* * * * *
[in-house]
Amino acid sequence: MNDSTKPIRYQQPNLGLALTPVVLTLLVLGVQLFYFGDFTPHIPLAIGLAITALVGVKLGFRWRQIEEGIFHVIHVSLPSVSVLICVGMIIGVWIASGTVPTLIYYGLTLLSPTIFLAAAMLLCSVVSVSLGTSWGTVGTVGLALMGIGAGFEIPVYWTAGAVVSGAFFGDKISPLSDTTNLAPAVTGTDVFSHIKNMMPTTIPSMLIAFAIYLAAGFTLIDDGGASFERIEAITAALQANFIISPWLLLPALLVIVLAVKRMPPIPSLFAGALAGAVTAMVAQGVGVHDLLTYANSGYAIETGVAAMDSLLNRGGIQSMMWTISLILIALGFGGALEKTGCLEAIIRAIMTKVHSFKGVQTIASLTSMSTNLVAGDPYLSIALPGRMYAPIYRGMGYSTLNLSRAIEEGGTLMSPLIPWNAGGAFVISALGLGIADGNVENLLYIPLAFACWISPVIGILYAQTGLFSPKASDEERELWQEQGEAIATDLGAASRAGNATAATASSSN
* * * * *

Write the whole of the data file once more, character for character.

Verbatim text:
[in-house]
Amino acid sequence: MNDSTKPIRYQQPNLGLALTPVVLTLLVLGVQLFYFGDFTPHIPLAIGLAITALVGVKLGFRWRQIEEGIFHVIHVSLPSVSVLICVGMIIGVWIASGTVPTLIYYGLTLLSPTIFLAAAMLLCSVVSVSLGTSWGTVGTVGLALMGIGAGFEIPVYWTAGAVVSGAFFGDKISPLSDTTNLAPAVTGTDVFSHIKNMMPTTIPSMLIAFAIYLAAGFTLIDDGGASFERIEAITAALQANFIISPWLLLPALLVIVLAVKRMPPIPSLFAGALAGAVTAMVAQGVGVHDLLTYANSGYAIETGVAAMDSLLNRGGIQSMMWTISLILIALGFGGALEKTGCLEAIIRAIMTKVHSFKGVQTIASLTSMSTNLVAGDPYLSIALPGRMYAPIYRGMGYSTLNLSRAIEEGGTLMSPLIPWNAGGAFVISALGLGIADGNVENLLYIPLAFACWISPVIGILYAQTGLFSPKASDEERELWQEQGEAIATDLGAASRAGNATAATASSSN